The purpose of this lesson is to help us develop and teach self-mastery.
Sing the hymn “Teach Me to Walk in the Light” (Hymns, no. 304, or Gospel Principles, 374).
In the scriptures we read, “He that ruleth his spirit [is better] than he that taketh a city” (Proverbs 16:32). We also read, “See that ye bridle all your passions, that ye may be filled with love” (Alma 38:12).
Our appetites and passions are like a spirited, powerful horse. If they are allowed to run wild, unharnessed and unbroken, they will take us where they please. They may take us to dangerous and harmful places. But we would not destroy a fine horse just because it is high-spirited. When bridled so that we become master, the horse can serve us well. Likewise, when we become master over our desires and feelings, we learn to redirect them within the bounds of the gospel. These feelings then become our servants. They can increase our ability to feel joy and love.
Baptism was the beginning of a new life for us. By following the Savior, we strive to overcome worldliness, weakness, and sin. The Savior taught:
“If any man will come after me, let him deny himself, and take up his cross, and follow me” (Matthew 16:24)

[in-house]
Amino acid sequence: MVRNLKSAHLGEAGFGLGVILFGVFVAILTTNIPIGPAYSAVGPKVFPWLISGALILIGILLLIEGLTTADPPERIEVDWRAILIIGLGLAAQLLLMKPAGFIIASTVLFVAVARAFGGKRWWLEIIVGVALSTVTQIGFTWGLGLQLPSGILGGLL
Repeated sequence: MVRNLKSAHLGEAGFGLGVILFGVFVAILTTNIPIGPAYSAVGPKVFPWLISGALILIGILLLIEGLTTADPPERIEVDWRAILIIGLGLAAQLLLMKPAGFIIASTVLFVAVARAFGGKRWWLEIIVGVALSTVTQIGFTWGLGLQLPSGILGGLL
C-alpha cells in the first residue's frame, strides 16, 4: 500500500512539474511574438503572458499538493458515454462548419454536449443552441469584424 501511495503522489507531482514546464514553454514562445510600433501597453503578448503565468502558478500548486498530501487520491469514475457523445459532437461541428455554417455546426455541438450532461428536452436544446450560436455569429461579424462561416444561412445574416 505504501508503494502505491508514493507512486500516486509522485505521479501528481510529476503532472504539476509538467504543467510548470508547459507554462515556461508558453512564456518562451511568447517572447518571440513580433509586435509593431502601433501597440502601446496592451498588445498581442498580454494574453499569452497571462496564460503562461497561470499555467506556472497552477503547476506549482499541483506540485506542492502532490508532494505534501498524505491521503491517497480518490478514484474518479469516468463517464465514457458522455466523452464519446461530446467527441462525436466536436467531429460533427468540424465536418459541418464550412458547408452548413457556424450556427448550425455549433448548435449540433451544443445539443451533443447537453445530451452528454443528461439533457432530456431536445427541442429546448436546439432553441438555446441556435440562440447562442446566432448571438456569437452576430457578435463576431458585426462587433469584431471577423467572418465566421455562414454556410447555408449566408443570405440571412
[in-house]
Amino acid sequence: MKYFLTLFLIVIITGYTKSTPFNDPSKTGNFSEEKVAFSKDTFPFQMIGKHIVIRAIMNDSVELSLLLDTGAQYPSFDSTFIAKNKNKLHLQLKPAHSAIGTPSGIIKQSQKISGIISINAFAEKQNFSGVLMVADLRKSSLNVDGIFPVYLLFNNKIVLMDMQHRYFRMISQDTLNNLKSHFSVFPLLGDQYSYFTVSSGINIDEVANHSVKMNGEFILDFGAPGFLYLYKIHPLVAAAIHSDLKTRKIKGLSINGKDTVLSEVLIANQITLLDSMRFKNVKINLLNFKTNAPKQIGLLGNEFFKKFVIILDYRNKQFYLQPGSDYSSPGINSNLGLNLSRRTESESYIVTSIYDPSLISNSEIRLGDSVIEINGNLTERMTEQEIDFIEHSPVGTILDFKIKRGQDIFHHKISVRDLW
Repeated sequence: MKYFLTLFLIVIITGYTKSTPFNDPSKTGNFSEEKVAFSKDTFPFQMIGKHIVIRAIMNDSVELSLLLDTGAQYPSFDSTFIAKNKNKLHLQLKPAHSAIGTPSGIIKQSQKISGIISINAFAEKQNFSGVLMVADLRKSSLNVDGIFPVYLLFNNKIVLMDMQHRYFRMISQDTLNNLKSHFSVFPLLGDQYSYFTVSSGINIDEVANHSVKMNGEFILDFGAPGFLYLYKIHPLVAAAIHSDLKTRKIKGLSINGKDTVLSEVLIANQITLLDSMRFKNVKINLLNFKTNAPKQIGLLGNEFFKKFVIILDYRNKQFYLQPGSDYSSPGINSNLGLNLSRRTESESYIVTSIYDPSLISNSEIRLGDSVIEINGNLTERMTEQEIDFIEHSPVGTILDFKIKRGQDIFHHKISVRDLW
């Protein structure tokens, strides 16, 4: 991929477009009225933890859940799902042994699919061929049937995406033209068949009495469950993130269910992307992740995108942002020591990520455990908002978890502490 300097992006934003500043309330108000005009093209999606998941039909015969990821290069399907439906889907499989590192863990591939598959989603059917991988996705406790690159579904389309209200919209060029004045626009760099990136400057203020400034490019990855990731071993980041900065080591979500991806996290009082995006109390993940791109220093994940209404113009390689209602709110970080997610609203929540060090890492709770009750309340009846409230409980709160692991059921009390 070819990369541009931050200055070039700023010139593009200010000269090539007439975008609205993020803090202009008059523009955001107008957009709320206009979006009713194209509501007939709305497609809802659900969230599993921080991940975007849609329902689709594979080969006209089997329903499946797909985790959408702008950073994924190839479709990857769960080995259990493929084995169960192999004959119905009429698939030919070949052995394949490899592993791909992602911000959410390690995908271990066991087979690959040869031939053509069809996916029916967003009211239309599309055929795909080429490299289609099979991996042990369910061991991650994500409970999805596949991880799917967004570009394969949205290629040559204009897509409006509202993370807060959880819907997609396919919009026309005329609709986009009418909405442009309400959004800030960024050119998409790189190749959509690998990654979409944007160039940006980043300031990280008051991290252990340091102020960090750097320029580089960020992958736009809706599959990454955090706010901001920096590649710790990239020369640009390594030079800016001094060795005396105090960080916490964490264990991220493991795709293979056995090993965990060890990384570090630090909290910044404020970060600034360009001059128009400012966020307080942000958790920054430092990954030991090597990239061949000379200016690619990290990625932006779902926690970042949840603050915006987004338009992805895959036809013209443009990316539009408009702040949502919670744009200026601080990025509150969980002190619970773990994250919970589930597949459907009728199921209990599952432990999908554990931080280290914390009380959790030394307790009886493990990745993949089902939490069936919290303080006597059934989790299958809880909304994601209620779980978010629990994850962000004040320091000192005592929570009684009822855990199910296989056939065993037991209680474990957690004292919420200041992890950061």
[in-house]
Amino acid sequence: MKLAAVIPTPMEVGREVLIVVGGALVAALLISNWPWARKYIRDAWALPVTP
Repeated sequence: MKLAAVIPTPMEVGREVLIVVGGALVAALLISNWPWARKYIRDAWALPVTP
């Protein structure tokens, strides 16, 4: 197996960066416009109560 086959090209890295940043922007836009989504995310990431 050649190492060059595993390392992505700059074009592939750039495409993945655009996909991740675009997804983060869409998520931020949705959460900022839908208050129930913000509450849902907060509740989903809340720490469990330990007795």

“And now for a man to take up his cross, is to deny himself all ungodliness, and every worldly lust, and keep my commandments” (Joseph Smith Translation, Matthew 16:26).
He also taught:
“Enter ye in at the strait gate: for wide is the gate, and broad is the way, that leadeth to destruction, and many there be which go in thereat:
“Because strait is the gate, and narrow is the way, which leadeth unto life, and few there be that find it” (Matthew 7:13–14).
Entering into heaven by the narrow way requires self-restraint and self-denial. It means doing without some things that are very tempting. When we know the truth and live by it, our reward will be freedom.
Read John 8:31–32. Write on the chalkboard: How does obeying the principles of the gospel make us free? Ask the sisters to think about this question.
If we allow ourselves to express anger, jealousy, revenge, selfishness, pride, bragging, hate, and so on, they can bind us. They continually gain more power. They embed themselves into our character and become our habits. In this way, we lose not only our freedom but also our self-respect. When we bridle our passions, however, we free ourselves of feelings that could be our masters.